When the Cassini-Huygens space probe landed on the surface of Saturn's largest moon, Titan, last year, it found no evidence of the ethane ocean long thought to cover the satellite's surface.

Instead, scientists observed dune structures that could be dust-like combinations of ethane and smog particles, according to a new study in the current issue of Nature.

Titan's dense atmosphere is composed mostly of nitrogen with a small amount of methane. This methane is broken up by the Sun's ultraviolet light to produce a dense orange-brown smog that hides the satellite's surface.

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Scientists thought that ethane, one of the products of these reactions with the Sun's rays, was abundant enough to have condensed and rained down to form a kilometer-deep ocean across the entire surface of the satellite.

But observations of the surface suggest that it is instead covered by dunes, which Donald Hunten of the University of Arizona thinks could be made of a combination of ethane and smog particles.

Titan's ethane can't condense into liquid rain because "the smog particles grab the ethane before it has a chance to form drops," Hunten said.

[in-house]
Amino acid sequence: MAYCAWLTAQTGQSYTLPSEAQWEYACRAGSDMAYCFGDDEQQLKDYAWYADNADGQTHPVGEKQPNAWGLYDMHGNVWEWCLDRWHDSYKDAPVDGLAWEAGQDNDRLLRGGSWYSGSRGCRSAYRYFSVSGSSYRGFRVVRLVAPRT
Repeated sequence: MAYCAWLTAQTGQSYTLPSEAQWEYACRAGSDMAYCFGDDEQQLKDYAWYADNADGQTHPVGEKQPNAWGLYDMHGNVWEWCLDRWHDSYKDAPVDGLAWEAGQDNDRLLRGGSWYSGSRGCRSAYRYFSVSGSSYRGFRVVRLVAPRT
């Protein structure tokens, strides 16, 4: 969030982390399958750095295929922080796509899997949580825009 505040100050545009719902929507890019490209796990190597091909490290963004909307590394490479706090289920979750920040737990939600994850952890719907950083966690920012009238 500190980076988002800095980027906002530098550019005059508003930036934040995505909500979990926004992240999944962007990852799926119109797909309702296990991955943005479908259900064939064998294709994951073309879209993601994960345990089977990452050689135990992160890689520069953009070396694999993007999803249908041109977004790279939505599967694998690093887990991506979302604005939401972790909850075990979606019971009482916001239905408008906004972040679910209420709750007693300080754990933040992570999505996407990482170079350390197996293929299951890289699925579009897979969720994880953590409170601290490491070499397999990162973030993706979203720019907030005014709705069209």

The resulting particles deposit on the moon's surface and pile up to form dunes that might be as deep as several kilometers, Hunten says.

The particles would be more like dust than sand, though, so Hunten has dubbed them "smust" (a combination of "smog" and "dust").

Hunten based his proposal for this mechanism on the observed behavior of ethane in Jupiter's atmosphere, where at certain levels, it condenses onto smog particles.

"Basically, I used Jupiter as the laboratory to show that the ethane is sticking to the particles," Hunten told Space.com.

"I think there's a very deep deposit of them on the ground [of Titan], but we can't confirm that with observations," he added.

To confirm Hunten's theory, laboratory experiments would have to be conducted to show that ethane does indeed condense onto the smog particles.

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